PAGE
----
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Abstract

Ascertaining thermal information from fluid inclusions is known as fluid inclusion geothermometry. In Chapter 6, crude petrographic methods for determining thermal conditions of entrapment and post-entrapment history are introduced. The appropriate procedures for collecting microthermometric data from inclusions are presented in Chapter 7, in which the approach of collecting data from fluid inclusion assemblages (FIAs) is stressed. In Chapter 3 the basic principles for understanding the significance of microthermometric data are covered, and in Chapter 4 some processes that can modify inclusions and affect the resulting microthermometric data are treated. Thus, at this point, it should be relatively clear to readers that there is a sound theoretical basis for interpreting microthermometric data as meaningful indicators of some aspects of the thermal history that a rock has experienced. In addition, readers should have developed an appreciation for the fact that there are natural processes that occur which may render the interpretation of Th data less straightforward than they might have originally thought! The purpose of this chapter is to present a systematic framework for interpreting fluid inclusion microthermometric Th data in order to obtain valid information regarding temperature of mineral precipitation, minimum temperature of mineral precipitation, or merely temperatures that a rock has experienced. The limitations of various procedures will be stressed throughout this presentation.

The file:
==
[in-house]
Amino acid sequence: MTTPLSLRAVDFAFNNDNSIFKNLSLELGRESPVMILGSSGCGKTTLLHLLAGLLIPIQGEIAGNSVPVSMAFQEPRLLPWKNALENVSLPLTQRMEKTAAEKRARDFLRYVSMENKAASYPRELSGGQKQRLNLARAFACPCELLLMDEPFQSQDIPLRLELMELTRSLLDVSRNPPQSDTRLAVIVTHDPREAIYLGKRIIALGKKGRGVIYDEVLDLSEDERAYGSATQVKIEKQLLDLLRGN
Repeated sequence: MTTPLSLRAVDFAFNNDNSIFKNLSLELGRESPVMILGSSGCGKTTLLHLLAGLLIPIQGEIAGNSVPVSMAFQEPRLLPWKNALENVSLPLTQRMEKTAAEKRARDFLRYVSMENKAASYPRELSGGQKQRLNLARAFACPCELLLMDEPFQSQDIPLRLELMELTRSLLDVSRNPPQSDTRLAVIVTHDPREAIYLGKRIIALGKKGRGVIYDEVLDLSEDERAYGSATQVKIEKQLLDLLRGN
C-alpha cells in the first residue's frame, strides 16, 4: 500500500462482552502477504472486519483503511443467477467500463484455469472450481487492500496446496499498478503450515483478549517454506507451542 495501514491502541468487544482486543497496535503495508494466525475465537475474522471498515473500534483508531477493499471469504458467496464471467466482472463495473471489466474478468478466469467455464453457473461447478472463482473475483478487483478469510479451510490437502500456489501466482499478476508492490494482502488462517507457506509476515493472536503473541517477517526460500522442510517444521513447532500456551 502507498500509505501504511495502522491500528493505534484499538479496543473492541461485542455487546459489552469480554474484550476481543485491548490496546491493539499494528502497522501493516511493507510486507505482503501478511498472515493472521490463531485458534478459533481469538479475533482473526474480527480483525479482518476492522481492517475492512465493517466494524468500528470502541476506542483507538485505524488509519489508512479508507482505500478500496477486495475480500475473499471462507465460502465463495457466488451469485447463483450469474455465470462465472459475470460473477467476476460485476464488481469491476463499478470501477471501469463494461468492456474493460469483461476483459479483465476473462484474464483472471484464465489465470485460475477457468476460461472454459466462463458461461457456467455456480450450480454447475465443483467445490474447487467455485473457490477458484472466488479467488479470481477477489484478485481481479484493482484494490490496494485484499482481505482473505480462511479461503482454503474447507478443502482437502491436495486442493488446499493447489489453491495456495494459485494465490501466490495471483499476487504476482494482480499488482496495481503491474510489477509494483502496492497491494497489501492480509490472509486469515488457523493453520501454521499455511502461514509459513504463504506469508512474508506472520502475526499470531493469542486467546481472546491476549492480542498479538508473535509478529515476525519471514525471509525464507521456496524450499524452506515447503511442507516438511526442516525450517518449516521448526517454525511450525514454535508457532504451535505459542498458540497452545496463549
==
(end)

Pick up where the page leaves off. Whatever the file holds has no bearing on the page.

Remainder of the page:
Correct utilization of fluid inclusions as geothermometers begins with observations of fluid inclusion assemblages (FIAs) — groups of fluid inclusions that come from the most finely discernible event of inclusion entrapment. The reason for making observations

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